The defier harbors a deep resentment toward authority, and has learned that the safest way to rebel is to use passive aggressive techniques. When asked to perform a task, a defier will almost always say “sure, I can do that,” but then “forgets” to do what he promised. This strategy provides the defier with a sense of power over others, but unfortunately it often leaves the important people in his life feeling betrayed, manipulated and/or used. When this strategy produces its inevitable negative consequences (e.g., failing a course), the defier consoles himself by thinking that this is the inevitable price he must pay if he wants to do things his own way.


The pleaser is always busy, so it doesn’t seem like she is procrastinating. Her focus, however, is not so much on getting her work done, but on pleasing others so they will like her. There is really no problem with that strategy unless she gets distracted from focusing on her own obligations. Pleasers may think they can do it all, but eventually they lose the balance between school and fun, work and leisure, and the professional and the personal. Soon she is disappointing not only those she wants so desperately to please, but also herself by producing mediocre work and making up excuses to explain why her work is late.

Do you recognize yourself in one or more of these descriptions? If your answer is yes, then you have taken the first step in a journey that can transform you into a happier and more productive person. But don’t forget that this journey has the following three parts:

  • Know thyself.
  • Be true to thyself, and then…
  • Just do it TODAY, not tomorrow.


Sapadin, L. (2012). How to beat procrastination in the digital age: 6 unique change programs for 6 personality styles. Long Beach, New York: PsychWisdom Publishing.

Reposted with permission from the American Psychological Association’s Psychology Student Network

About the Author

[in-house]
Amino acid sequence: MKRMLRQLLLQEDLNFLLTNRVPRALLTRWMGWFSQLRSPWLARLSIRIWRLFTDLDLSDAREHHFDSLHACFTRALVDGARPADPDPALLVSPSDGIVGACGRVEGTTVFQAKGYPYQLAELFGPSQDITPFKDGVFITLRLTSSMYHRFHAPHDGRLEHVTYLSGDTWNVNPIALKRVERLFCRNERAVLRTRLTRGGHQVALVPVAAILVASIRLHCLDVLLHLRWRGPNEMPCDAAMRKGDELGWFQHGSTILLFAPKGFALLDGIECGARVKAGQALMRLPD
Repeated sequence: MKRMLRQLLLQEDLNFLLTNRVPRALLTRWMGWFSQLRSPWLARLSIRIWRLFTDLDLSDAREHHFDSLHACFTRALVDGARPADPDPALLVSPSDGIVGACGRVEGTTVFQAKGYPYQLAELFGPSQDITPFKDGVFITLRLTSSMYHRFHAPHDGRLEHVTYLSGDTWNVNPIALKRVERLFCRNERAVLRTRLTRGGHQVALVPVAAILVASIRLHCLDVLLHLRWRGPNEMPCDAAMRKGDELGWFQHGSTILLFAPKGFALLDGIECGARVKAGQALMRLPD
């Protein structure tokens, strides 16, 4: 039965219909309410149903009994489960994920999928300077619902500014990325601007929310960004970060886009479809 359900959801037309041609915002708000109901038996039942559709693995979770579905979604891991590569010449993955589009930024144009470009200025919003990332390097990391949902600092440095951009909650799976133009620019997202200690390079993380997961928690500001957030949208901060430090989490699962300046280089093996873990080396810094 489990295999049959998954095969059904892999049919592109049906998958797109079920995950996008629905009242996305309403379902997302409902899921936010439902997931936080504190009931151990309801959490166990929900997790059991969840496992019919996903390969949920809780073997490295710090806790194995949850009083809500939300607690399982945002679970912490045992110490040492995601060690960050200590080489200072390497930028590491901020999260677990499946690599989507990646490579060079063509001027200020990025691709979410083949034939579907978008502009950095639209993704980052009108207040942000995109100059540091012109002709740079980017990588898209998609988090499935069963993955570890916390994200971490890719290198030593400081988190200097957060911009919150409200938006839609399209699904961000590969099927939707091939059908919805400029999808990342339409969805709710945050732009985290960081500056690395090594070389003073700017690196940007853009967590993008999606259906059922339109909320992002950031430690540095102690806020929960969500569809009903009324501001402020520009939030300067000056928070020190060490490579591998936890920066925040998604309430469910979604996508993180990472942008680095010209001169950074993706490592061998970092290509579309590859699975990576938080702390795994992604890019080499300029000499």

Drew C. Appleby received his BA from Simpson College in 1969 and his PhD from Iowa State University in 1972. During his four-decade career, he chaired the Marian University Psychology Department, was the director of undergraduate studies in the Indiana University-Purdue University (IUPUI) psychology department, and served as the associate dean of the IUPUI Honors College. He used the results of his research on teaching, learning, advising and mentoring to create strategies that enable college students to adapt to their educational environment, acquire academic competence, set realistic goals and achieve their career aspirations. He published over 200 books and articles (including The Savvy Psychology Major); made over 600 professional presentations (including 25 invited keynote addresses); received 44 institutional, regional and national awards for teaching, advising, mentoring and service; and was honored for his contributions to the science and profession of psychology by being named a fellow of the American Psychological Association, the Midwestern Psychological Association, and as the 30th distinguished member of Psi Chi. His work with IUPUI's varsity athletes led him to be named “My Favorite Professor” by 71 student-athletes, over 300 of his students have earned graduate degrees in a wide variety of academic and professional fields, and he was designated as a mentor by 777 IUPUI psychology majors, 222 of whom indicated he was their most influential mentor by selecting the following sentence to describe his impact: “This professor influenced the whole course of my life and his effect on me has been invaluable.” Appleby retired from IUPUI with the rank of professor emeritus in 2011.